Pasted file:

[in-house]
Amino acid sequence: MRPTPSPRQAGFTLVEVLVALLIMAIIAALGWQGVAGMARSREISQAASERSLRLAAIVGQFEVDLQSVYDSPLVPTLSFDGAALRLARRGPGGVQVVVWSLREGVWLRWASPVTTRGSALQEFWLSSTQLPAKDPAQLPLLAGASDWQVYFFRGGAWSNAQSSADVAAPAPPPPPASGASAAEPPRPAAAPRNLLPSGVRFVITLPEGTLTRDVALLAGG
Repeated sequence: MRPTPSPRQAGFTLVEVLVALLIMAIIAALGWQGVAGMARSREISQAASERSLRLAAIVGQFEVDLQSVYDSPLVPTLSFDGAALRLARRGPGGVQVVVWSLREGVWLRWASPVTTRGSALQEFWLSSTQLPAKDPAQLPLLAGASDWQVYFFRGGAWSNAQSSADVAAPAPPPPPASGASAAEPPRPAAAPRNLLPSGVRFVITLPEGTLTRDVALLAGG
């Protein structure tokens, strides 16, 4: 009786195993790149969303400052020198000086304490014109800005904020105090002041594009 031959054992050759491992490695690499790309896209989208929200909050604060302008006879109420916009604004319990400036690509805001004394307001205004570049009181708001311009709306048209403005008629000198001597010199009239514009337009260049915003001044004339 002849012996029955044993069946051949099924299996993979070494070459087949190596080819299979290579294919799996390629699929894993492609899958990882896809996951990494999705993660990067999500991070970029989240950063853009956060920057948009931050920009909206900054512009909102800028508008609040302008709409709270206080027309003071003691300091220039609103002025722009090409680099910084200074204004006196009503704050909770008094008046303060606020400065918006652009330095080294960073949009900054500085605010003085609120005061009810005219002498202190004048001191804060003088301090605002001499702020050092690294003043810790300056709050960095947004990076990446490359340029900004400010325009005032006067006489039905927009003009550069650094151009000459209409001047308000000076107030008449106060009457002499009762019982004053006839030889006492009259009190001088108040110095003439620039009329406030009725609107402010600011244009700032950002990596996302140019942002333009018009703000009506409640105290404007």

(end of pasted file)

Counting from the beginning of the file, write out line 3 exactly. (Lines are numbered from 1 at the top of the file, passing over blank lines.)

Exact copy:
Repeated sequence: MRPTPSPRQAGFTLVEVLVALLIMAIIAALGWQGVAGMARSREISQAASERSLRLAAIVGQFEVDLQSVYDSPLVPTLSFDGAALRLARRGPGGVQVVVWSLREGVWLRWASPVTTRGSALQEFWLSSTQLPAKDPAQLPLLAGASDWQVYFFRGGAWSNAQSSADVAAPAPPPPPASGASAAEPPRPAAAPRNLLPSGVRFVITLPEGTLTRDVALLAGG